3. Dependence on the annual cycle

East China's rainfall is characterized by multiple monsoon onsets and latitudinal jumps. This occurs as the quasi-stationary major rainband advances rapidly from south (premonsoon, May) to central (mei-yu, June) and to north (July) China (Lau and Li 1984; Tao and Chen 1987; Lau et al. 1988; Samel et al. 1999). The duration of the prevailing rainfall system in each area is typically on the order of 1 month (Tao and Chen 1987; Samel et al. 1999). Relatively little precipitation falls during the remainder of the year. Thus, the above representation of east China's summer monsoon is adopted below to quantify the 1980–88 annual cycle and interannual variations, where summer is defined to be June–July–August (JJA).

Hovmöller (latitude–month) diagrams are constructed for the AMIP GCMs and observations over east China between 10° and 50°N during JJA. Each diagram contains a climatological rainfall pattern for the 22 overlapping bands, in order of increasing latitude and month (i.e., 22 × 3 points). Summer pattern correlations between the GCM and observed diagrams are calculated to determine model ability to simulate the climatological poleward march of monsoon rainfall. Interannual variability is assessed for the Yangtze River valley (25°–35°N), South China Sea (5°–20°N), and east China mainland (20°–45°N) subregions (see Fig. 1 for illustration of the key areas referred in this study). The first two have unique homogeneous climate characteristics and are identified with teleconnections (Yang and Xu 1994; Samel et al. 1995, 1999; Liang et al. 1995a; Liang and Wang 1998), and the latter is considered to illustrate results over a larger area. Given a specific subregion, a precipitation time series is constructed in order of increasing month and year (i.e., 3 × 9 points) for each model and for observations. Interannual correlations between observed and individual GCM series are calculated to determine the model predictive skill of regional summer monsoon interannual variability.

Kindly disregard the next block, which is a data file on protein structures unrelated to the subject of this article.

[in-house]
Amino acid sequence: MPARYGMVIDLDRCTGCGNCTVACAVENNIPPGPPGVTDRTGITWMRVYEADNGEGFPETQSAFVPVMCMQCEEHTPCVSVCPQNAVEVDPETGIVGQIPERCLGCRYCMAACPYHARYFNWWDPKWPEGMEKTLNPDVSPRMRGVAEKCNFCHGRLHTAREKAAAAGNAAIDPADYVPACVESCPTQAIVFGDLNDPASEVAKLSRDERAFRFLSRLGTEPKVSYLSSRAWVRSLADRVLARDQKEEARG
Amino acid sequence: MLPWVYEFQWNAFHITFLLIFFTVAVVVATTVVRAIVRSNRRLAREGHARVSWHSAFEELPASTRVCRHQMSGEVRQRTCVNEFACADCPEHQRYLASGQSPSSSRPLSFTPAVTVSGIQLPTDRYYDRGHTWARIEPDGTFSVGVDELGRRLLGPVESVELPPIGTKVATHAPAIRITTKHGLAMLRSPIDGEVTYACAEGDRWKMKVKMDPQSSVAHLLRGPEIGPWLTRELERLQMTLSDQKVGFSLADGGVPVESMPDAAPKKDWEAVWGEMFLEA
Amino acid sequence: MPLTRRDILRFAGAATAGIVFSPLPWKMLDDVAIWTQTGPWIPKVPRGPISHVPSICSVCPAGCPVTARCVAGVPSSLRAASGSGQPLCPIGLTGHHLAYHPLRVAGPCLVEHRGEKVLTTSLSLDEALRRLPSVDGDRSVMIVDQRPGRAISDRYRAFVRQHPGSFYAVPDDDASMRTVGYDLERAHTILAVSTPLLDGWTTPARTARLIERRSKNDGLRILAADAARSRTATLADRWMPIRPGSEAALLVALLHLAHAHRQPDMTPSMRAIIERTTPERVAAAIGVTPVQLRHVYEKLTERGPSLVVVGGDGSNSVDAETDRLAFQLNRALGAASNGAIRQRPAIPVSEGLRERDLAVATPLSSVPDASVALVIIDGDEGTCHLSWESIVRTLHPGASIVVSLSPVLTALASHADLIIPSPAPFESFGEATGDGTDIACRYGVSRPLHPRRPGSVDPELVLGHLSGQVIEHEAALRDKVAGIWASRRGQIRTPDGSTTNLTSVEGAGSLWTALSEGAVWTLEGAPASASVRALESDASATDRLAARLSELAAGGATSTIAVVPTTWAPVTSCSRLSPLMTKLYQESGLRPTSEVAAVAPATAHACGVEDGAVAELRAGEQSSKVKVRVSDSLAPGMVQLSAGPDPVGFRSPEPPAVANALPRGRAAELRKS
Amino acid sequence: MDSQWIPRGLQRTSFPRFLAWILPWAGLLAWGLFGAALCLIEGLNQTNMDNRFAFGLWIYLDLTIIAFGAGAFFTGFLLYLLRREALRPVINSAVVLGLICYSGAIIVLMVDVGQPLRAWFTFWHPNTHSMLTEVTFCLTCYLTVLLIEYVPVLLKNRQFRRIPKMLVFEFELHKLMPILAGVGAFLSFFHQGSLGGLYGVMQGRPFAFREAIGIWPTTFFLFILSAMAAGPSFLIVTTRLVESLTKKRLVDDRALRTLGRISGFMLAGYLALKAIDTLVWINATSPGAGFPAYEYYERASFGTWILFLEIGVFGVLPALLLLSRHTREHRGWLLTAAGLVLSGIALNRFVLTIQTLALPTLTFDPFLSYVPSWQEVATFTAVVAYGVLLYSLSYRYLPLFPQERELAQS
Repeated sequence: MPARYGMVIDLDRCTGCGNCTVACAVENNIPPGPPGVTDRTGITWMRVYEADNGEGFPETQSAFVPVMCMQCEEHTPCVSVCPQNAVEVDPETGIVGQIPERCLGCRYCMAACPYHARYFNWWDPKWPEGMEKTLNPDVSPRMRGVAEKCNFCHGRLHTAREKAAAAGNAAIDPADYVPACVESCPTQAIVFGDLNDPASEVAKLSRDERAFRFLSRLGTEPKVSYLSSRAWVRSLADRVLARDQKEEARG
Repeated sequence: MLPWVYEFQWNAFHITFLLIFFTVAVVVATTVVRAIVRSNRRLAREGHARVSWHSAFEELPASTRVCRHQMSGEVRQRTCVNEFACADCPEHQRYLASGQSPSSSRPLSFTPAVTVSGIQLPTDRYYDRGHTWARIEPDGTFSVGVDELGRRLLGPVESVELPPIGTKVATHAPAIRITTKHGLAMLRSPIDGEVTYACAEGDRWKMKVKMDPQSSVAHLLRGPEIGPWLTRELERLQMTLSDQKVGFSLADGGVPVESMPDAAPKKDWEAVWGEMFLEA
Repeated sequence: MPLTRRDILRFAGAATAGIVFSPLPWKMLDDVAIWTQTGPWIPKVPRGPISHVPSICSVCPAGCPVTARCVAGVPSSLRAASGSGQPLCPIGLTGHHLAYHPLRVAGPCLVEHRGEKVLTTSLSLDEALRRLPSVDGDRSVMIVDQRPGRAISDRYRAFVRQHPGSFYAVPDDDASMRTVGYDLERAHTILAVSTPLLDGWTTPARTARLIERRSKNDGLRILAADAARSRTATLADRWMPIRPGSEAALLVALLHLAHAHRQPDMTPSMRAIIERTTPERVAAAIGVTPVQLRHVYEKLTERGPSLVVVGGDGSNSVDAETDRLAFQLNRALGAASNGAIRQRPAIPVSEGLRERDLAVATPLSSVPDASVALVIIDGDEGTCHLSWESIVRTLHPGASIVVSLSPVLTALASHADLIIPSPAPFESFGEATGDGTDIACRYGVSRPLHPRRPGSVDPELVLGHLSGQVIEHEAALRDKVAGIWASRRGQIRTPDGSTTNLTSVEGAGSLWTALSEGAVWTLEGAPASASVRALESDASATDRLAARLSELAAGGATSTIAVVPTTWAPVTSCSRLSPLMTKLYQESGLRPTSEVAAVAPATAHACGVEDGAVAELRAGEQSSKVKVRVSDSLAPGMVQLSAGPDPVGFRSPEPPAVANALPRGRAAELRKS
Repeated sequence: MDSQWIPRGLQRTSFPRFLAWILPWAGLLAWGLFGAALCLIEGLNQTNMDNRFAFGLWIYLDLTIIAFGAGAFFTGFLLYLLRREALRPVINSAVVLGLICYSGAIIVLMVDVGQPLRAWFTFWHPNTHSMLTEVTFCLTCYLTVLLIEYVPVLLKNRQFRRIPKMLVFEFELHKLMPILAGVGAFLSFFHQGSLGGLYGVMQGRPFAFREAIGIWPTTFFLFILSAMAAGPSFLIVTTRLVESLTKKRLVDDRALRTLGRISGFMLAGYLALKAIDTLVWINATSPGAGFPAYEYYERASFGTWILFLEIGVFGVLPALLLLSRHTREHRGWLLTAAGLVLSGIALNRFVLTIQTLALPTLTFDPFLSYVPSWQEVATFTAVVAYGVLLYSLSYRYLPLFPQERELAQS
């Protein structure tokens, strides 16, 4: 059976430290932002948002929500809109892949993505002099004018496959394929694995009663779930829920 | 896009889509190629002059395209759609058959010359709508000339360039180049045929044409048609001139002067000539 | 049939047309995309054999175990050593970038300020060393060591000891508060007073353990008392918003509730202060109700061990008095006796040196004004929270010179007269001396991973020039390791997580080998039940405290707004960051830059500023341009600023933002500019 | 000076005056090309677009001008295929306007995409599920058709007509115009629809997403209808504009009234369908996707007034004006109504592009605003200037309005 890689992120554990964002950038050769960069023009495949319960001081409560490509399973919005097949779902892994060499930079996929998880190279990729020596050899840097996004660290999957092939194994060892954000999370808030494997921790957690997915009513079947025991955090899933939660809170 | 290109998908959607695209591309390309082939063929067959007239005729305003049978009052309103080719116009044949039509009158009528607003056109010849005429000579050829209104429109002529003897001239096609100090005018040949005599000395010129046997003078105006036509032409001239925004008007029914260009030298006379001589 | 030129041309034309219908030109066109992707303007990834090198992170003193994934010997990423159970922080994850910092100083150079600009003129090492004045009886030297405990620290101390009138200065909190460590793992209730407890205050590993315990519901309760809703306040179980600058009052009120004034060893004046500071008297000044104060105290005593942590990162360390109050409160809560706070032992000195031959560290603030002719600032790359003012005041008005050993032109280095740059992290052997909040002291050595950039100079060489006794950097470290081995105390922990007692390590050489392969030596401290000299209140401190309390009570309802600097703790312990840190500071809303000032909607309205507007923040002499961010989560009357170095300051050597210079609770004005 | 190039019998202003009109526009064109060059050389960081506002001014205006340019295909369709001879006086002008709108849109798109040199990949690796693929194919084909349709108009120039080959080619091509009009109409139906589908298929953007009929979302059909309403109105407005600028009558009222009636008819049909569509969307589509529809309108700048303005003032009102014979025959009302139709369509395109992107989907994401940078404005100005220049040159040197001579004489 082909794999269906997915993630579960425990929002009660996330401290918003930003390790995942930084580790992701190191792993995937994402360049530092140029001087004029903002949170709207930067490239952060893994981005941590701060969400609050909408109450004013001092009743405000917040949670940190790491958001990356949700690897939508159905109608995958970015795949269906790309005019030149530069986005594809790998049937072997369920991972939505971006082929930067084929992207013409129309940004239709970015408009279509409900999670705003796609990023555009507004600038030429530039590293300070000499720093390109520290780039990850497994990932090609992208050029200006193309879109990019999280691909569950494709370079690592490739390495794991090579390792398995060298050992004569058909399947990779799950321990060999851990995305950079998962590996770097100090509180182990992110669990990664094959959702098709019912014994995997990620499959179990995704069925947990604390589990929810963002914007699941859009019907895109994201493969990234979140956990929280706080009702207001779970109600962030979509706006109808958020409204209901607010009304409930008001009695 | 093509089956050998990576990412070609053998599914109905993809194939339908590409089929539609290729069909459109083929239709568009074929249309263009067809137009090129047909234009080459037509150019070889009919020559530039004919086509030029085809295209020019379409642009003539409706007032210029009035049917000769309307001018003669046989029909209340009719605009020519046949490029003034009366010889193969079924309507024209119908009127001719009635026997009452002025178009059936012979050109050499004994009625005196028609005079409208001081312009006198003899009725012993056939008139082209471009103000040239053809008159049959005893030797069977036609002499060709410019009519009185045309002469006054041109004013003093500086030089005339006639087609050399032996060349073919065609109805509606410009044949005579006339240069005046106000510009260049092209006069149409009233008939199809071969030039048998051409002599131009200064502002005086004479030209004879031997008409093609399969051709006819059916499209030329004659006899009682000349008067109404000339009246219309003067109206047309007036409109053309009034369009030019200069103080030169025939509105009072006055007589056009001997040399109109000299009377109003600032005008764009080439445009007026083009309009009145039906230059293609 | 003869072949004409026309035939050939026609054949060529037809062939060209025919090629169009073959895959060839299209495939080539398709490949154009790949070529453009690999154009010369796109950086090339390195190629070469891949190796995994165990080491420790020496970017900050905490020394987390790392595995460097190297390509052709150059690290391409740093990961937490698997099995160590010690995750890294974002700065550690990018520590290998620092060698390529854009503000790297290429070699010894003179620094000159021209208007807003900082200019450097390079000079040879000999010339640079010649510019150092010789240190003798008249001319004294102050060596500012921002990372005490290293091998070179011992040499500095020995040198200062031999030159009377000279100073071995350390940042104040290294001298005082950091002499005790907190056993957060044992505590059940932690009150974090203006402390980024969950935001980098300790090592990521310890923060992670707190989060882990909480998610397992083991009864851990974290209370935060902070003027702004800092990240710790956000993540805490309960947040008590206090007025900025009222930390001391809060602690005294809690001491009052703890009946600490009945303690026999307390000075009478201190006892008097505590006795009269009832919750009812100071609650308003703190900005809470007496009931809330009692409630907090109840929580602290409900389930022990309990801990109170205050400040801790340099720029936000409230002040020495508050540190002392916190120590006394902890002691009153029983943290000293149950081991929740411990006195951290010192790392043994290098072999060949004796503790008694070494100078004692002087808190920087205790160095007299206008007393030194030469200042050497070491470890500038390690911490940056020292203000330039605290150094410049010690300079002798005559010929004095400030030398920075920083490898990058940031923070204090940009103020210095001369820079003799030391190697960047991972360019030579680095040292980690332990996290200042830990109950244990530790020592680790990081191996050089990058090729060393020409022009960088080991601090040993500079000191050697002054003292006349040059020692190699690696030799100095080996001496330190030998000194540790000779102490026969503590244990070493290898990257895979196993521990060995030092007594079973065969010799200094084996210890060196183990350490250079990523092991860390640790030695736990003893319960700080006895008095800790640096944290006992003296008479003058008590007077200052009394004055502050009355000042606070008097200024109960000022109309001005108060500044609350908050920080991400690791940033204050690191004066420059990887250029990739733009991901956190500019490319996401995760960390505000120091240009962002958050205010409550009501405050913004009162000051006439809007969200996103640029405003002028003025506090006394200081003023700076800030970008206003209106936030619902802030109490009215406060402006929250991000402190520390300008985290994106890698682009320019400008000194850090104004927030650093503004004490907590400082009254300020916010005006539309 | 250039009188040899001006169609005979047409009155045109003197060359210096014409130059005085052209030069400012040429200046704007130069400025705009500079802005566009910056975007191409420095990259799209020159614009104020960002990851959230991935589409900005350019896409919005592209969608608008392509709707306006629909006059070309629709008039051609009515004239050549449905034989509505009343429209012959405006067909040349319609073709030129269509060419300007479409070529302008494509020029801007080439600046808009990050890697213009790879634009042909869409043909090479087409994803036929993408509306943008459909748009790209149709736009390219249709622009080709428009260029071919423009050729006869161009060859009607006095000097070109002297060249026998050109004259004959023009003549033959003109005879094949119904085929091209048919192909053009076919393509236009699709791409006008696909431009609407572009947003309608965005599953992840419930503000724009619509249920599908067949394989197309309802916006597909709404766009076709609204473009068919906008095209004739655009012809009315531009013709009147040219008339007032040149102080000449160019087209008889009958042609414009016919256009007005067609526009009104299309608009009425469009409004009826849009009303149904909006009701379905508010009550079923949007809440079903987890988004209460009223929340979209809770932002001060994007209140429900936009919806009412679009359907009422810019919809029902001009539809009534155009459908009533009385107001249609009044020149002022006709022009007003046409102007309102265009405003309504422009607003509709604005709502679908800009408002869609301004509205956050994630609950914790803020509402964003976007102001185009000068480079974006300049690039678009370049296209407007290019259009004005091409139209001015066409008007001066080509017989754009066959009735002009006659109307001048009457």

Summer pattern and interannual correlations are compared in Fig. 2 to explore whether a coherent relationship exists between the GCM's ability to reproduce the observed annual cycle and interannual variability of JJA precipitation. If all GCMs incorporate the same underlying mechanisms that couple the rainfall annual cycle and interannual variability components, the results should be clustered along a diagonal from the lower-left-hand to upper-right-hand corners of the plot. Models in the upper-right (lower left) corner most (least) realistically represent both components. On the other hand, models in the upper-left and lower-right corners reproduce only one component correctly and, hence, lack the coupling mechanisms. Models near the center point of the plot indicate no relationship with observations. The scattered nature of Fig. 2 indicates that there is clearly no systematic link between the GCM's ability to simulate the annual cycle and interannual variations over any of the subregions and that very few models realistically reproduce both components. Figure 2 compares pattern correlations over the east China domain with interannual values for the subregions; parallel plots of correlations calculated over the same subregions support the above conclusion.